Tekiya were considered one of the lowest social groups during the Edo period. As they began to form organizations of their own, they took over some administrative duties relating to commerce, such as stall allocation and protection of their commercial activities. During Shinto festivals, these peddlers opened stalls and some members were hired to act as security; each peddler paid rent in exchange for a stall protection during the fair. The tekiya were a structured and hierarchical group with the oyabun at the top and kobun at the bottom; this hierarchy resembles a structure similar to the family as the oyabun was regarded as a surrogate father, the kobun as surrogate children. During the Edo period, the tekiya were formally recognized by the government. At this time, the oyabun were appointed as supervisors and granted near-samurai status meaning they were allowed the dignity of a surname and two swords. Bakuto had a much lower social standing than traders, as gambling was illegal. Many small gambling houses cropped up in abandoned temples or shrines at the edge of towns and villages all over Japan.
Most of these gambling houses ran loan sharking businesses for clients, they maintained their own security personnel. The places themselves, as well as the bakuto, were regarded with disdain by society at large, much of the undesirable image of the Yakuza originates from bakuto; because of the economic situation during the mid-period and the predominance of the merchant class, developing Yakuza groups were composed of misfits and delinquents that had joined or formed Yakuza groups to extort customers in local markets by selling fake or shoddy goods. The roots of the Yakuza can still be seen today in initiation ceremonies, which incorporate tekiya or bakuto rituals. Although the modern Yakuza has diversified, some gangs still identify with the other. During the formation of the Yakuza, they adopted the traditional Japanese hierarchical structure of oyabun-kobun where kobun owe their allegiance to the oyabun. In a much period, the code of jingi was developed where loyalty and respect are a way of life.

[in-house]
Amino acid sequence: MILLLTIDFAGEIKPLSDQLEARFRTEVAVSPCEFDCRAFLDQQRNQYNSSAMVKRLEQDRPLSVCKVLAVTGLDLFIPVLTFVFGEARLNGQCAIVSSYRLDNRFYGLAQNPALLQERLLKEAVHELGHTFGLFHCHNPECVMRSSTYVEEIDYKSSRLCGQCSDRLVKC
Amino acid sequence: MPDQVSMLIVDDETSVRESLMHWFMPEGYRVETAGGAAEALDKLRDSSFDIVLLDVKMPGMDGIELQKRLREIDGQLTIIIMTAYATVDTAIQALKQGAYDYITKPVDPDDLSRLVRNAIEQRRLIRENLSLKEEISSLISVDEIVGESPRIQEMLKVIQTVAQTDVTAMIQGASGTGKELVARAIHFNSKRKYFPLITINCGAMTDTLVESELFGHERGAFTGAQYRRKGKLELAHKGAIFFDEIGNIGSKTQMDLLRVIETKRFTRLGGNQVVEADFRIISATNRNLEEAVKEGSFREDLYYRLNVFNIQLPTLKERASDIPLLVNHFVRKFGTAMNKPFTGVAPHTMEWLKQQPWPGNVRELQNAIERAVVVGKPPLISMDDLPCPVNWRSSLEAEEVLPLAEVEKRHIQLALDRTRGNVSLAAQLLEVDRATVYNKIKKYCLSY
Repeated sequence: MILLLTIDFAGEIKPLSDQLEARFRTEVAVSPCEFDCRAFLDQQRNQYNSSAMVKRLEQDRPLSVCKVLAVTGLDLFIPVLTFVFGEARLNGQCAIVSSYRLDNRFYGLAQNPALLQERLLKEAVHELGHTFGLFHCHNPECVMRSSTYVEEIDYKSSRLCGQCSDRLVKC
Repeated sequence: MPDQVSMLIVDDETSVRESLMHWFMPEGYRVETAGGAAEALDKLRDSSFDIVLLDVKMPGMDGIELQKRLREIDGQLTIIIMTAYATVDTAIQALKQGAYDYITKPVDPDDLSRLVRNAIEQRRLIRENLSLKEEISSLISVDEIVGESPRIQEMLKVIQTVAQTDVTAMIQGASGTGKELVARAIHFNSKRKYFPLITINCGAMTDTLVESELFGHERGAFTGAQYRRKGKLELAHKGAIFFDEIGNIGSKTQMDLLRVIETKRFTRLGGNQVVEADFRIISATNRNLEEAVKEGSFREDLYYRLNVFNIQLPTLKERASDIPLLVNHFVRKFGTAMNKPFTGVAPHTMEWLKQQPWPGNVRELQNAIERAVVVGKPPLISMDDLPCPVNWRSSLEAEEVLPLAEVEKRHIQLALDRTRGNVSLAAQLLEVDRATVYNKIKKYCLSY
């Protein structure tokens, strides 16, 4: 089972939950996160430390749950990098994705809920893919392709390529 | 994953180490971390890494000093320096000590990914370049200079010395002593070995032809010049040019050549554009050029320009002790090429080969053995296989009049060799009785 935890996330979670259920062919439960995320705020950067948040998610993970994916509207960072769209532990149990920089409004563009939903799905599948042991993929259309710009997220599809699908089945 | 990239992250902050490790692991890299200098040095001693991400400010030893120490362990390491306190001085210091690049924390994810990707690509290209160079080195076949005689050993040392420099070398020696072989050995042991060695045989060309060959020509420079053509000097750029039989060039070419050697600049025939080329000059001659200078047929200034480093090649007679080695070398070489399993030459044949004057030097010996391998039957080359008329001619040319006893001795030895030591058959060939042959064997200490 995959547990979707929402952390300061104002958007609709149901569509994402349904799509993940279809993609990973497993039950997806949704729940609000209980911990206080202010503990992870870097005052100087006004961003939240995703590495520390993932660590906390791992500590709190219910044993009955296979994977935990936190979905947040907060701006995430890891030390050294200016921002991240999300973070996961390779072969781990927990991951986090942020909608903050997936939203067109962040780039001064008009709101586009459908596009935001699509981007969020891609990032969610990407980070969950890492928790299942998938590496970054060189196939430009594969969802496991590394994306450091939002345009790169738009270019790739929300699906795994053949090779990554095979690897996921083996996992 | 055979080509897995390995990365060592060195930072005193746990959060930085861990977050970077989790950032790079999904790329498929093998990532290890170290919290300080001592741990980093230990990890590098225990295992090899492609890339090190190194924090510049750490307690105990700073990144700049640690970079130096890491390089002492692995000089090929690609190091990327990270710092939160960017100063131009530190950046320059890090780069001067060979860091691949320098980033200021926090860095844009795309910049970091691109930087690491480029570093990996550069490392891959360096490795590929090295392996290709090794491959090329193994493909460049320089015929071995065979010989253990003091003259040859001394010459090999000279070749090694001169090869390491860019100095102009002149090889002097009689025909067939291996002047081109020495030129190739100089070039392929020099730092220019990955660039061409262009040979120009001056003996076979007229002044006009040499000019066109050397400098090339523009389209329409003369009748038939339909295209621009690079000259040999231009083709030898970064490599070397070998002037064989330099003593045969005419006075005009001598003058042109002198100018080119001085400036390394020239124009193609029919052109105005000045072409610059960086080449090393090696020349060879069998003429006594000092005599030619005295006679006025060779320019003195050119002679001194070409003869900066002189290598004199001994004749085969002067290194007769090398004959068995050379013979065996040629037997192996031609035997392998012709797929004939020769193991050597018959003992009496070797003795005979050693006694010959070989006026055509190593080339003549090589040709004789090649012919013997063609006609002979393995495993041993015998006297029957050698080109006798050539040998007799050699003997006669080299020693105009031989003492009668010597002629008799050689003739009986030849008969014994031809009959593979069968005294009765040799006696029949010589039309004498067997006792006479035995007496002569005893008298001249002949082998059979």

The oyabun-kobun relationship is formalized by ceremonial sharing of sake from a single cup. This ritual is not exclusive to the Yakuza—it is commonly performed in traditional Japanese Shinto weddings, may have been a part of sworn brotherhood relationships. During the World War II period in Japan, the more traditional tekiya/bakuto form of organization declined as the entire population was mobilised to participate in the war effort and society came under strict military government. However, after the war, the Yakuza adapted again. Prospective Yakuza come from all walks of life; the most romantic tales tell how Yakuza accept sons who have been abandoned or exiled by their parents. Many Yakuza start out in junior high school or high school as common street thugs or members of bōsōzoku gangs; because of its lower socio-economic status, numerous Yakuza me
Madama Butterfly is an opera in three acts by Giacomo Puccini, with an Italian libretto by Luigi Illica and Giuseppe Giacosa. It is based on the short story "Madame Butterfly" by John Luther Long, which in turn was based on stories told to Long by his sister Jennie Correll and on the semi-autobiographical 1887 French novel Madame Chrysanthème by Pierre Loti. Long's version was dramatized by David Belasco as the one-act play Madame Butterfly: A Tragedy of Japan, after premiering in New York in 1900, moved to London, where Puccini saw it in the summer of that year; the original version of the opera, in two acts, had its premiere on 17 February 1904 at La Scala in Milan. It was poorly received, despite having such notable singers as soprano Rosina Storchio, tenor Giovanni Zenatello and baritone Giuseppe De Luca in lead roles; this was due in part to a late completion by Puccini. Puccini revised the opera, splitting the second act in two, with the Humming Chorus as a bridge to what became Act III, making other changes.